"People should know when they are conquered." - Quintus in "Gladiator"
"It ain't over till it's over." - Yogi Berra
Following 22 years of "Rehabilitation" supervised by various New York State Superintendents of Insurance and Financial Services, as Receivers, Executive Life Insurance Company of New York (ELNY) was officially liquidated August 8, 2013 pursuant to an Order of Liquidation signed by Nassau County New York State Supreme Court Judge John M. Galasso on April 16, 2012.
As part of his Liquidation Order, Judge Galasso also approved a Restructuring Agreement, as proposed by ELNY's Receiver and NOLHGA, whereby ELNY's remaining assets and ongoing liabilities have now been transferred to a successor company, Guaranty Associations Benefit Company (GABC), a not-for-profit Washington D.C.-based captive insurance company.
As a result of ELNY's liquidation and restructuring, approximately 1456 structured settlement payees will experience payment shortfalls totaling approximately $920 million (present value) following contributions from state life and health insurance guaranty associations and various life insurance companies.
ELNY Receivers' Responsibilities
Significantly, ELNY's 1991 Rehabilitation Order did not result because of ELNY's insolvency. Instead, then New York Insurance Superintendent Salvatore Curiale's stated concern was a "run" on ELNY assets by policyholders.
Beginning with ELNY's 1991 Rehabilitation Order and continuing to ELNY's August 8, 2013 liquidation date, Superintendent Curiale and his successor New York Superintendents of Insurance and Financial Services managed ELNY's Rehabilitation (in their capacity as Receivers not regulators) with day-to-day management responsibilities assigned to their agent, the New York Liquidation Bureau (NYLB).
As ELNY's Receiver, these Superintendents undertook fiduciary responsibilities toward ELNY's policyholders and payees. Their duties, pursuant to Article 74 of New York's Insurance law, included: conducting ELNY's business, safeguarding ELNY's assets, and removing the causes and conditions that made ELNY's rehabilitation necessary.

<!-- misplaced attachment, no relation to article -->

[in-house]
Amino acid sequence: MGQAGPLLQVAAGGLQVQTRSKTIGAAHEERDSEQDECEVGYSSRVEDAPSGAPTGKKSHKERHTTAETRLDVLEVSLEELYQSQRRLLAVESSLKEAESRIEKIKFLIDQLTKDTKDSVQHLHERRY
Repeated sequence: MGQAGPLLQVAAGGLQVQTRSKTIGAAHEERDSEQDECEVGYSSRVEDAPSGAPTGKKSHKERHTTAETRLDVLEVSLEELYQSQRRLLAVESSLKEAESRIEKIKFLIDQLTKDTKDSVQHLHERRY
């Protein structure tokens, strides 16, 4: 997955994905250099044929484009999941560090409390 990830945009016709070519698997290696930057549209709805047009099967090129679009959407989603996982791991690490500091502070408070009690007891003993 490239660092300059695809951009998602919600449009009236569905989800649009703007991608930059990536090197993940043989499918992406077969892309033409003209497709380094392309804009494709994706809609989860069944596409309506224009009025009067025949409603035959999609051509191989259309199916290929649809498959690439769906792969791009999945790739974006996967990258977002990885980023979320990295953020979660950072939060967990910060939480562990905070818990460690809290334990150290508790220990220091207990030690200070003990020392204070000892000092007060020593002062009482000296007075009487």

Until December 17, 2010, however, when Judge Galasso issued an ex parte Order to Show Cause seeking an ELNY liquidation plan, ELNY's Receivers had not filed a single report with the court or made any efforts to inform policyholder or payees about ELNY's declining financial position. As of December 31, 2010, ELNY's audited financial statements show ELNY had assets of $905,945,200 compared with liabilities of $2,474,317,342, resulting in a negative surplus of $1,568,372,142.
During ELNY's March 2012 Liquidation Hearing, Judge Galasso ruled against ELNY shortfall payees' attempts to determine how and why ELNY had suffered such losses reasoning such issues were beyond the scope of the hearing. To further protect the Receiver, Judge Galasso's April 16, 2012 ELNY Liquidation Order contained immunity and injunction provisions proposed by ELNY's Receiver.
Although the Receiver represented these provisions did not immunize him from liability outside his Article 74 duties, structured settlement shortfall payees expressed concern the broad language of the immunity and injunction provisions could insulate the Receiver from liability beyond the scope of Article 74. They also believed, contrary to the Receiver's representations, that Article 74 prohibits not just bad faith conduct but also conduct without appropriate care and prudence.
ELNY Shortfall Payees' Options
Faced with significant payment reductions resulting from ELNY's liquidation and restructuring agreement, ELNLY's structured settlement shortfall payees were left with three options: